Did Rafsanjani lose today to win tomorrow?
Author: Rohollah Faghihi Posted March 20, 2015
For months, many political watchers had been waiting for the day when a new chairman of Assembly of Experts was elected. The day arrived, and the outcome was deemed a surprise: Ayatollah Mohammad Yazdi.
Before the election, speculation revolved around the nomination of Guardian Council head, Ayatollah Ahmad Jannati, and Ayatollah Mohammad-Taghi Mesbah Yazdi, spiritual leader of hard-liner Endurance Front, both of whom are prominent figures of the conservative camp. There was no serious news and even predictions about the candidacy and consequent victory of Yazdi, the chairman of the Society of Seminary Teachers of Qom, all of whom are critics of President Hassan Rouhani’s administration.
Many expected the election to be an easy victory for either Expediency Council head Hashemi Rafsanjani or ex-judiciary chief Ayatollah Mahmoud Shahroudi, both of whom are considered pro-Rouhani figures.
The moment of truth came when four candidates presented their names: Yazdi, Ayatollah Mohammad Momen (a conservative with no serious chance of a nomination), Rafsanjani and Shahroudi. The presence of four candidates was unprecedented for internal elections of the Assembly of Experts, which supervises and elects the supreme leader.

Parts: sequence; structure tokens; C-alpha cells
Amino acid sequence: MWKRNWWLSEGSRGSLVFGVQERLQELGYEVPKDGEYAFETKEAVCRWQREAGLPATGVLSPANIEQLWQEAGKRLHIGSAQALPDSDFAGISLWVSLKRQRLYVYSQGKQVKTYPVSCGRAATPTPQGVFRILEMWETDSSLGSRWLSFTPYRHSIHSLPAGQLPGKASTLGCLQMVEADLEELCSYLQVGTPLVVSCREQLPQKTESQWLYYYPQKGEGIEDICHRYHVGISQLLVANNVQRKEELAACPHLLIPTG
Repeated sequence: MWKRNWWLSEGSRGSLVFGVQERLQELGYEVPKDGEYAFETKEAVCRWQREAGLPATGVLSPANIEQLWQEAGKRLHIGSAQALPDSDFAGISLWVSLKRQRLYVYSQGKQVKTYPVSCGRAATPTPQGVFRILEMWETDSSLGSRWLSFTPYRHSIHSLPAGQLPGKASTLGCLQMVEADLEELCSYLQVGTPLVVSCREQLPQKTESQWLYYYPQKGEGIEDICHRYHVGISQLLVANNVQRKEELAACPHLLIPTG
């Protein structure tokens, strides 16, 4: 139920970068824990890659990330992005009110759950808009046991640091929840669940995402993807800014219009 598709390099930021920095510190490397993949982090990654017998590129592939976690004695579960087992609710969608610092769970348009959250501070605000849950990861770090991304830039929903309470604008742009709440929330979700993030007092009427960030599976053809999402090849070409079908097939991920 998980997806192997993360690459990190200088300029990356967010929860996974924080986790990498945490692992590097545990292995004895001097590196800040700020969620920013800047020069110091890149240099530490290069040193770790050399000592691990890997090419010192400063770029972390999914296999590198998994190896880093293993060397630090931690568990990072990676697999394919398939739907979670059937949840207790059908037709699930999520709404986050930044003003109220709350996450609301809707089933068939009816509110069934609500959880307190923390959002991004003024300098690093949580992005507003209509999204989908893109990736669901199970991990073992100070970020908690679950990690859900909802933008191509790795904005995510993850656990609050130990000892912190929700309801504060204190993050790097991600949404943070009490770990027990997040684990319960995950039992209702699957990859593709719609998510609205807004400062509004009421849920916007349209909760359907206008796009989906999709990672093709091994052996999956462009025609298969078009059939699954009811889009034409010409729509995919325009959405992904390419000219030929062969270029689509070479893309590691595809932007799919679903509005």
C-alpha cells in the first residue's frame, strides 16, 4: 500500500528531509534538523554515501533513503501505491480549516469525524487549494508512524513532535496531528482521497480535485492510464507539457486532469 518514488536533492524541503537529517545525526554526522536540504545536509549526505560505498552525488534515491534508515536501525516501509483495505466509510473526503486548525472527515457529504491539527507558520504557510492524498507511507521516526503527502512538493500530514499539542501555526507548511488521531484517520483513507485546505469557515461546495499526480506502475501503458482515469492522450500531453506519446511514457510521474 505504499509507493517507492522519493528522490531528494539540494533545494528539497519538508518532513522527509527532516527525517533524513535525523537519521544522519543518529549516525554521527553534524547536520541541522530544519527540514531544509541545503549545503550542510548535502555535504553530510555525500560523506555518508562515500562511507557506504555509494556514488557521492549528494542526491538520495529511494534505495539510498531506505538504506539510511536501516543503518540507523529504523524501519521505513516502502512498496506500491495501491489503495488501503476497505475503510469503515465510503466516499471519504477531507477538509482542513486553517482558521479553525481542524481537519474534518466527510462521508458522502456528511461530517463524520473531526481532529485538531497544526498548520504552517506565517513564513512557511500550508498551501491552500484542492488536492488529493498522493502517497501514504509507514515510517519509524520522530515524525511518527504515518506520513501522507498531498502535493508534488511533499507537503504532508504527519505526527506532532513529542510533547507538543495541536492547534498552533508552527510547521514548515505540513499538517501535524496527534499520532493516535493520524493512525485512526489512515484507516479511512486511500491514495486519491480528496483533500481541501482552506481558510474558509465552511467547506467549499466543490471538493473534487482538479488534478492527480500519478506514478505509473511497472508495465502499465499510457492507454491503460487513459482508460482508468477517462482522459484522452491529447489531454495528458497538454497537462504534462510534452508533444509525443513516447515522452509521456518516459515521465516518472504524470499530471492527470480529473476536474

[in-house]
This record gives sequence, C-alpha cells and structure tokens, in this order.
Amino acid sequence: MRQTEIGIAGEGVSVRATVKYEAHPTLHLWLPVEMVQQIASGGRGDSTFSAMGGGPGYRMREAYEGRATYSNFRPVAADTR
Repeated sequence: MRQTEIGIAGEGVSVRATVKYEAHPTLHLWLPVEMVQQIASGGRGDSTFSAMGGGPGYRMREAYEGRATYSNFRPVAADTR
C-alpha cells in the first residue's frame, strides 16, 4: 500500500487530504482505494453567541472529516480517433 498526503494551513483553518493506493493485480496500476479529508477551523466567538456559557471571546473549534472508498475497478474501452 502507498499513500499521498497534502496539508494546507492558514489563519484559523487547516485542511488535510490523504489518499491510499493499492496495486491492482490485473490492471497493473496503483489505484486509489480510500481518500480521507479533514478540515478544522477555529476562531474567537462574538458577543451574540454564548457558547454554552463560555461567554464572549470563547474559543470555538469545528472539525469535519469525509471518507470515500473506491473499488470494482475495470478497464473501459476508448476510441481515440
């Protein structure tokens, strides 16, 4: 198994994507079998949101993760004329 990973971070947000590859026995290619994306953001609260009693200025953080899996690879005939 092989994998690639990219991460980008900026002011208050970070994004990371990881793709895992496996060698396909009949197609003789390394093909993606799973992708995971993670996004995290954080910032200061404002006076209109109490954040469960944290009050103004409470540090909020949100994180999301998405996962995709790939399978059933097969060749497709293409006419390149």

Gholam-Ali Rajaie, a Rafsanjani adviser, had said Shahroudi wouldn’t compete with Rafsanjani because of their friendship, so he pulled out eventually. Rafsanjani, having already chaired the Assembly of Experts, had conditioned his nomination to the candidacy only if figures whom he felt inappropriate for the chairmanship would run. “If those whom I don’t consider to deserve the Assembly of Experts chairmanship have the intention of [being a candidate in the election], I will be willing to nominate myself,” he said.
Therefore, when the election started and the candidates became known to everyone, Rafsanjani stepped forward and Shahroudi, as expected, withdrew; consequently, the competition came down to three candidates, none of whom won the required votes. So, for the first time in the history of the Assembly of Experts, the election led to the second round between Rafsanjani and Yazdi.
Rafsanjani and Yazdi don’t have a good relationship and have traded barbs during the last five years. Following Iran's 2009 presidential election, resulting in unrest, Yazdi criticized Rafsanjani harshly for his positions, which were seen as being supportive of the Reformist candidates. Yazdi's criticism led to a response by Rafsanjani, saying, “It has been for years that my answer to Mr. Yazdi is praying for him to be healed and saying hello to him, unfortunately he gets angry due to his physical problems and then expresses his opinion with haste.”
In the end, Rafsanjani lost to Yazdi, who gained 47 votes to his 24 votes, and once again, Iran’s politics scene proved to be unpredictable and surprising.